Trampling on Veterans' Rights

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(This article by then-Executive Vice President Cliff Guffey appeared in the September/October 2002 issue of The American Postal Worker magazine.)

A recent regional Merit Systems Protection Board decision rejected the appeal of an APWU veteran who had been involuntarily demoted to a lower grade. "Appellant may well be performing lower-graded duties," the board ruled, "but, absent an official position change, appellant's reduction in 'rank' does not constitute a matter appealable to the Board."

Veterans are familiar with the privileges of "rank" and we are well-versed in the Veterans' Preferences Act and its provisions that are backed by the Collective Bargaining Agreement. We are going to appeal this to the full MSPB. If the Postal Service can keep a veteran unassigned and working at a lower level year-in and year-out, it quite simply has destroyed the very rights these veterans were granted by Congress.

There's no question that veterans have earned additional rights. We're asking all veterans to fight for these rights to investigate, for example, whether a Reduction-in-Force (RIF) is required before they can be assigned elsewhere.

The following case illustrates how such battles can be won.

Unless It's a Real RIF, It's Wrong

When the USPS abolished the position of a Senior Postal Source Data Technician (PS-7), and assigned him to a lower-graded job, it went too far, an administrative law judge has ruled, by denying the veteran his due-process rights.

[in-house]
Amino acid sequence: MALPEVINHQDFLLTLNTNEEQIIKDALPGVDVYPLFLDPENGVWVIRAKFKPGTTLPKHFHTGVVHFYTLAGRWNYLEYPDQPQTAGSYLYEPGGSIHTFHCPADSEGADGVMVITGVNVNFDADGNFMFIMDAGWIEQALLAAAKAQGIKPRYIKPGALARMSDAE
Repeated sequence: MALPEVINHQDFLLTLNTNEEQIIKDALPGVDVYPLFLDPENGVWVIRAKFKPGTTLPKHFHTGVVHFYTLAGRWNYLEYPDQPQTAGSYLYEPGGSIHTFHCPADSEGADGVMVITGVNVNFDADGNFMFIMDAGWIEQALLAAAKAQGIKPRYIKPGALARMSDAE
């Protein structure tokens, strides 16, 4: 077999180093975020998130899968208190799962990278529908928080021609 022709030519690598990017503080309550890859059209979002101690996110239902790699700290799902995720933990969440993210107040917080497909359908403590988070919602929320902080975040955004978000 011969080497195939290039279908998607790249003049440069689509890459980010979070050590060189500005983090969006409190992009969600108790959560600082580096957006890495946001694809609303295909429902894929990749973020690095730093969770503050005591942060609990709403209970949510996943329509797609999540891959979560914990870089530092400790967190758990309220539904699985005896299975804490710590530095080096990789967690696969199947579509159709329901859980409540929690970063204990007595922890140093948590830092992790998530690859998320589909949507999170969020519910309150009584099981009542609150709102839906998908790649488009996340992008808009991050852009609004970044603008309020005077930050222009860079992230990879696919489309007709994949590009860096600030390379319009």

The APWU member was designated an "unassigned regular" and given the duties of a PS-4 mail processor (at PS-7 pay). The judge said that if there is no longer a need for such a position, the agency should "detail the appellant to another position while it initiates Reduction-in-Force procedures. It must afford the appellant due process under the RIF regulations."

"Because the appellant's position no longer existed, the [Postal Service] could not return him to that position," the judge wrote. "And because it had not issued a Designation of Personnel Action form, it took no formal action rescinding the appealed action € the appellant asks that the Board require the agency to conduct a RIF thereby placing him in a formally designated position."

The Postal Service action of assigning him Level 7 duties, but not to another established position, does not alter the fact the agency effectively released the veteran from his competitive level without benefit of RIF procedures.

The Postal Service cannot evade RIF procedures, the judge ruled, "by merely placing the appellant in an indeterminate state of employment."

The judge ordered the action reversed, and when the veteran couldn't get the decision enforced, he went back to the judge, who ruled that the USPS had failed to comply with his earlier decision.

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